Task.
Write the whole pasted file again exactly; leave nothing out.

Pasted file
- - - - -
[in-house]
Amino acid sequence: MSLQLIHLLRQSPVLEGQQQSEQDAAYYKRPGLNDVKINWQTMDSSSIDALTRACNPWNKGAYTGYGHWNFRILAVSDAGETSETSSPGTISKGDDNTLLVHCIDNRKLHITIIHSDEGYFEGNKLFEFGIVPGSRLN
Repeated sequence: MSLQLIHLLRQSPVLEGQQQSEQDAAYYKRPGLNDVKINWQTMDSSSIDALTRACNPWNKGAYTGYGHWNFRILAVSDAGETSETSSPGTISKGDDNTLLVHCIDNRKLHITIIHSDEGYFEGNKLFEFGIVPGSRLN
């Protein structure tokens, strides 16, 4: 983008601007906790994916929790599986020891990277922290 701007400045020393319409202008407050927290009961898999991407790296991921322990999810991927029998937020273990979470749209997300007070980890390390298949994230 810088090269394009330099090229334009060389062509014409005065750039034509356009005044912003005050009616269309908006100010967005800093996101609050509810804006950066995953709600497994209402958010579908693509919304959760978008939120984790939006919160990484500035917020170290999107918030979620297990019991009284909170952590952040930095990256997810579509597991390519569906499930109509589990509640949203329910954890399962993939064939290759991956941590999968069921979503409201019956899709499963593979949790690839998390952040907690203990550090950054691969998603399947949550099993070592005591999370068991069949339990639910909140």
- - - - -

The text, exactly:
[in-house]
Amino acid sequence: MSLQLIHLLRQSPVLEGQQQSEQDAAYYKRPGLNDVKINWQTMDSSSIDALTRACNPWNKGAYTGYGHWNFRILAVSDAGETSETSSPGTISKGDDNTLLVHCIDNRKLHITIIHSDEGYFEGNKLFEFGIVPGSRLN
Repeated sequence: MSLQLIHLLRQSPVLEGQQQSEQDAAYYKRPGLNDVKINWQTMDSSSIDALTRACNPWNKGAYTGYGHWNFRILAVSDAGETSETSSPGTISKGDDNTLLVHCIDNRKLHITIIHSDEGYFEGNKLFEFGIVPGSRLN
């Protein structure tokens, strides 16, 4: 983008601007906790994916929790599986020891990277922290 701007400045020393319409202008407050927290009961898999991407790296991921322990999810991927029998937020273990979470749209997300007070980890390390298949994230 810088090269394009330099090229334009060389062509014409005065750039034509356009005044912003005050009616269309908006100010967005800093996101609050509810804006950066995953709600497994209402958010579908693509919304959760978008939120984790939006919160990484500035917020170290999107918030979620297990019991009284909170952590952040930095990256997810579509597991390519569906499930109509589990509640949203329910954890399962993939064939290759991956941590999968069921979503409201019956899709499963593979949790690839998390952040907690203990550090950054691969998603399947949550099993070592005591999370068991069949339990639910909140």